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The skin microflora and the formation of human axillary odour

The skin microflora and the formation of human axillary odour Synopsis We have examined the relationship between human axillary skin microflora and underarm odour (UAO), in particular, the ability of cutaneous bacteria to transform steroids. A study was made of bacterial population density and odour intensity of the axillae of 34 normal male subjects. There was a statistically significant association between population density of aerobic coryneform bacteria and UAO intensity. No associations could be found between population densities of staphylococci, micrococci or propionibacteria and UAO intensity. An in vitro model for formation of UAO was developed, and used to test individual bacterial isolates. Only aerobic coryneforms could produce axillary odour in vitro, most notably C. xerosis. Many aerobic coryneforms could transform testosterone, the principal metabolites being 5α‐ and 5β‐DHT, androstenedione, and 5α‐ and 5β‐androstanedione. UAO positive coryneforms were more metabolically active than UAO negative bacteria. Micrococci also transformed testosterone to androstenedione, whilst staphylococci and propionibacteria could not metabolize it. A hypothesis for the role of aerobic coryneforms in the formation of human axillary odour is discussed. http://www.deepdyve.com/assets/images/DeepDyve-Logo-lg.png International Journal of Cosmetic Science Wiley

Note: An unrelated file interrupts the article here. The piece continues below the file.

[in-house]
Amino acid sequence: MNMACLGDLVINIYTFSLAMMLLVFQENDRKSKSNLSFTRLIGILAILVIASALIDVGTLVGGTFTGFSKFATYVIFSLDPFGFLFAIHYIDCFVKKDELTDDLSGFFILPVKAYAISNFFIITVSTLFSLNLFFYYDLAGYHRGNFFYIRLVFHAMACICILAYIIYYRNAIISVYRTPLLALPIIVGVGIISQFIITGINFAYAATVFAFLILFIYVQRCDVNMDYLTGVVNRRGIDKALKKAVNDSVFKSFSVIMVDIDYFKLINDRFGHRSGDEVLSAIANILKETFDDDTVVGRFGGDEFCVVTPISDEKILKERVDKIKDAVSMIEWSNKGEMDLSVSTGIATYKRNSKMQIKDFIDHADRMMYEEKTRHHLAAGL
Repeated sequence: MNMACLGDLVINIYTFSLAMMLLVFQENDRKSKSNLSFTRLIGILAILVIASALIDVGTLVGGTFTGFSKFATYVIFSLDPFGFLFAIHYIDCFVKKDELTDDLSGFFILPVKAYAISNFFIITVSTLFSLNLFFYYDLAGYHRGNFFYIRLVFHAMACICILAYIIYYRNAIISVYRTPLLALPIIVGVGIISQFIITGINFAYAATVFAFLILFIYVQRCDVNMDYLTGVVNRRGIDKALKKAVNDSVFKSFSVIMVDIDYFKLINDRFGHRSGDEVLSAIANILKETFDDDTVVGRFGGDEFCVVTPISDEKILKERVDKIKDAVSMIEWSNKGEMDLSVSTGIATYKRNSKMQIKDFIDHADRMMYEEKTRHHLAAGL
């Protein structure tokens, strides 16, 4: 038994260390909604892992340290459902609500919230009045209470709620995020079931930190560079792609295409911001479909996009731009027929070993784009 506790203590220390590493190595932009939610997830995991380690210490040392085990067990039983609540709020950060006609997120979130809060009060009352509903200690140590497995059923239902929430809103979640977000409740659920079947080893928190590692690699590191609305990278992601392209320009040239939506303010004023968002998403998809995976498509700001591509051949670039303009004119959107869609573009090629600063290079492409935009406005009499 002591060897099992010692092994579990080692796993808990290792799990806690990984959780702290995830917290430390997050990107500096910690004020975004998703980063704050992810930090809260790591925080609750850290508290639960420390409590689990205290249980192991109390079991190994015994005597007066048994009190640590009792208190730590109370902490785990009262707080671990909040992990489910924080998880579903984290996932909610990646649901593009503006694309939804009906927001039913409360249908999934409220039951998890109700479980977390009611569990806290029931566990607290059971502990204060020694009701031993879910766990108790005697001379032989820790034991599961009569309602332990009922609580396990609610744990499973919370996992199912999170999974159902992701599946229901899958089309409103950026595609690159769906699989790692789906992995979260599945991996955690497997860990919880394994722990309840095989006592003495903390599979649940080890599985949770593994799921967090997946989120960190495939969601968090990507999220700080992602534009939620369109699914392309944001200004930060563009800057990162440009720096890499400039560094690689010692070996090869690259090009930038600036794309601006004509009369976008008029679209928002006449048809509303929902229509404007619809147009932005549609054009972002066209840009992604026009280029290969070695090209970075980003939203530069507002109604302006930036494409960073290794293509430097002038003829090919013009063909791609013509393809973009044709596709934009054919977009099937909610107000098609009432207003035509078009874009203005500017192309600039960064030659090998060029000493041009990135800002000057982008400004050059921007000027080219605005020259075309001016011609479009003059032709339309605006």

The skin microflora and the formation of human axillary odour

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References (11)

Publisher
Wiley
Copyright
Copyright © 1990 Wiley Subscription Services, Inc., A Wiley Company
ISSN
0142-5463
eISSN
1468-2494
DOI
10.1111/j.1467-2494.1990.tb00535.x
pmid
19291030
Publisher site
See Article on Publisher Site

Abstract

Synopsis We have examined the relationship between human axillary skin microflora and underarm odour (UAO), in particular, the ability of cutaneous bacteria to transform steroids. A study was made of bacterial population density and odour intensity of the axillae of 34 normal male subjects. There was a statistically significant association between population density of aerobic coryneform bacteria and UAO intensity. No associations could be found between population densities of staphylococci, micrococci or propionibacteria and UAO intensity. An in vitro model for formation of UAO was developed, and used to test individual bacterial isolates. Only aerobic coryneforms could produce axillary odour in vitro, most notably C. xerosis. Many aerobic coryneforms could transform testosterone, the principal metabolites being 5α‐ and 5β‐DHT, androstenedione, and 5α‐ and 5β‐androstanedione. UAO positive coryneforms were more metabolically active than UAO negative bacteria. Micrococci also transformed testosterone to androstenedione, whilst staphylococci and propionibacteria could not metabolize it. A hypothesis for the role of aerobic coryneforms in the formation of human axillary odour is discussed.

Journal

International Journal of Cosmetic ScienceWiley

Published: Oct 1, 1990

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